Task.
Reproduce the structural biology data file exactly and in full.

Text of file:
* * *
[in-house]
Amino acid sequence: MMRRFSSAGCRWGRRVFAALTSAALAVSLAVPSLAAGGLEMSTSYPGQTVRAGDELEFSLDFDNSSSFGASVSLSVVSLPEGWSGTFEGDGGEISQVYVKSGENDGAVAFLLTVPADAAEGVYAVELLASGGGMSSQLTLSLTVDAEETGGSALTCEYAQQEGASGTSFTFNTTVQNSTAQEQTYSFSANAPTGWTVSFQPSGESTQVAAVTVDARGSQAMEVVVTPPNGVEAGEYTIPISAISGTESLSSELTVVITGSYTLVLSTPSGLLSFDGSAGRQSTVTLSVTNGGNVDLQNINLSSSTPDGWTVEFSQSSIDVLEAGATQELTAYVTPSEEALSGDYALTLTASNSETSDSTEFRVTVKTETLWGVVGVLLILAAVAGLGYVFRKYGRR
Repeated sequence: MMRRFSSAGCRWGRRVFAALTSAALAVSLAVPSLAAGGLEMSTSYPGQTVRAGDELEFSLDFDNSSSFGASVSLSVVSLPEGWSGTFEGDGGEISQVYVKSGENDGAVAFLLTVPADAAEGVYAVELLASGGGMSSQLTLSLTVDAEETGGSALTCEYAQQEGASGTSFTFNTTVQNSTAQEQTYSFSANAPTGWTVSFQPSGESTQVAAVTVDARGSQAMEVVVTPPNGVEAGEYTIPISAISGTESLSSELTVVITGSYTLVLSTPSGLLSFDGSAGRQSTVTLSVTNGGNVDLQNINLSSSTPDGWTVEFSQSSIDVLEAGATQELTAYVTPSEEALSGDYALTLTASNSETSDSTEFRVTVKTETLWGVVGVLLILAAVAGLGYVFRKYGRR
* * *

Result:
[in-house]
Amino acid sequence: MMRRFSSAGCRWGRRVFAALTSAALAVSLAVPSLAAGGLEMSTSYPGQTVRAGDELEFSLDFDNSSSFGASVSLSVVSLPEGWSGTFEGDGGEISQVYVKSGENDGAVAFLLTVPADAAEGVYAVELLASGGGMSSQLTLSLTVDAEETGGSALTCEYAQQEGASGTSFTFNTTVQNSTAQEQTYSFSANAPTGWTVSFQPSGESTQVAAVTVDARGSQAMEVVVTPPNGVEAGEYTIPISAISGTESLSSELTVVITGSYTLVLSTPSGLLSFDGSAGRQSTVTLSVTNGGNVDLQNINLSSSTPDGWTVEFSQSSIDVLEAGATQELTAYVTPSEEALSGDYALTLTASNSETSDSTEFRVTVKTETLWGVVGVLLILAAVAGLGYVFRKYGRR
Repeated sequence: MMRRFSSAGCRWGRRVFAALTSAALAVSLAVPSLAAGGLEMSTSYPGQTVRAGDELEFSLDFDNSSSFGASVSLSVVSLPEGWSGTFEGDGGEISQVYVKSGENDGAVAFLLTVPADAAEGVYAVELLASGGGMSSQLTLSLTVDAEETGGSALTCEYAQQEGASGTSFTFNTTVQNSTAQEQTYSFSANAPTGWTVSFQPSGESTQVAAVTVDARGSQAMEVVVTPPNGVEAGEYTIPISAISGTESLSSELTVVITGSYTLVLSTPSGLLSFDGSAGRQSTVTLSVTNGGNVDLQNINLSSSTPDGWTVEFSQSSIDVLEAGATQELTAYVTPSEEALSGDYALTLTASNSETSDSTEFRVTVKTETLWGVVGVLLILAAVAGLGYVFRKYGRR